Somehow I’d forgotten, when I wrote this post, that I’d previously written a more detailed post about the discs-in-sauropod-necks problem. If you’re interested in the problem, you should read that.
July 4, 2014
You may know that the inaugral TetZooCon is set to take place next Saturday (12 July) at the London Wetland Centre. It’s an informal convention that’s condensed around occasional SV-POW!sketeer Darren Naish’s absurdly informative blog Tetrapod Zoology, and features a day of talks, a palaeoart workshop and a quiz. At £40 for the day, it’s a bit of a bargain.
Among the speakers is my own good self, and I will be talking about why giraffes are rubbish.
If that sounds like your idea of a good time, then you need to move fast! Booking closes at 4pm this evening. Better get on it now!
June 16, 2014
In a back room at the Field Museum, from my visit in 2012.
I took a lot of photos of the neck, which nicely records the transition in neural spine shape from simple to bifurcated–a topic of interest to sauropodophiles.
March 17, 2014
Are you a lover of sauropod necks?
Do you long to demonstrate to your friends and family how much better they are than the necks of other long-necked critters?
Are you crazy for the Taylor and Wedel (2013a) paper on why sauropods had long necks; and why giraffes have short necks, but disappointed that it’s not, until now, been obtainable in T-shirt form?
If so, it’s your lucky day! You can now buy a T-shirt featuring Figure 1 on the front (necks of a human, giraffe, ostrich, Paraceratherium, Therizinosaurus, Gigantoraptor, Arambourgiania and Tanystropheus) and Figure 3 on the back (necks of Diplodocus, Puertasaurus, Sauroposeidon, Mamenchisaurus and Supersaurus).
And here it is in real life — sorry I couldn’t get a more photogenic model at short notice.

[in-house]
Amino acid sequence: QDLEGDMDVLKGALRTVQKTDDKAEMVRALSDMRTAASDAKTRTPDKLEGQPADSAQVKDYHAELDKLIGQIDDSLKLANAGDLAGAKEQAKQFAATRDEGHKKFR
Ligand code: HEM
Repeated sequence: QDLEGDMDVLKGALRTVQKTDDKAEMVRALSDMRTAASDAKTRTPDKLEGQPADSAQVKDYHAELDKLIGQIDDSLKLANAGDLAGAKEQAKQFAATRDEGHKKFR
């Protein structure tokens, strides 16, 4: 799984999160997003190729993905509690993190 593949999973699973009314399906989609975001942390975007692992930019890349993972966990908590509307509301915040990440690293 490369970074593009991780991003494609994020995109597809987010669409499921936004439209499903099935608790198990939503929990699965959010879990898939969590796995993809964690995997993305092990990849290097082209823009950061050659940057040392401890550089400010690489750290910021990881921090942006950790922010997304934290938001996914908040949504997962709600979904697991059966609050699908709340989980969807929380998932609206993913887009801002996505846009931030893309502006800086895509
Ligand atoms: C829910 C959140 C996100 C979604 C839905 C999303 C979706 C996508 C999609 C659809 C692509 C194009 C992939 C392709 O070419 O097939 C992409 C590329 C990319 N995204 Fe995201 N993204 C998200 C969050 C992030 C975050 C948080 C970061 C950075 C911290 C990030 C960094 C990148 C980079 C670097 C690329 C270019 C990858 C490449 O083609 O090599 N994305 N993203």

And here are the original figures as they appeared in the paper. The full captions, as reproduced here, are also on the shirts — just in case you need to check details while you’re out and about.
No doubt these will be all the rage at SVPCA this year!
Update (the same evening)
As suggested by Kevin, I’ve now made the shirt available in a selection of eight versions: four men’s shirt, two women’s, and two kids. I don’t really understand what the differences are between them all, but they seemed to be the saner choices among those offered by Cafe Press. You can get any or all of them here. The shirt modelled above is the one called simple “White T-Shirt”. Please be aware that unlike all the others, the “Value T-Shirt” has no printing on the back — only Figure 1 on the front.
 i.e. bigger.
 Not to be confused with Paramecium.
January 10, 2014
I made these back in the day. The idea was that you could print them out and have them along while dissecting bird necks, so you could draw on the muscles.
It’s basically one drawing of an ostrich vertebra, morphed in GIMP and stacked to simulate articulation. All of the ones in this post show the vertebrae in left lateral view. If you need right views, flip ‘em in GIMP or heck, I think even Windows Explorer will do that for you. The one above has dorsal views in the top row, lateral view in the middle row, and ventral views in the bottom row.
Here’s a sheet with two rows in lateral view, the idea being that you draw on the more superficial multi-segment muscles on one row, and the deeper single- or two-segment muscles on the other row.
A version with 12 vertebrae, so you can map out the often complicated patterns of origins and insertions in the really long muscles. How complicated? Well, check out this rhea neck with the M. longus colli dorsalis and M. longus colli ventralis fanned out.
That’s all. Have fun!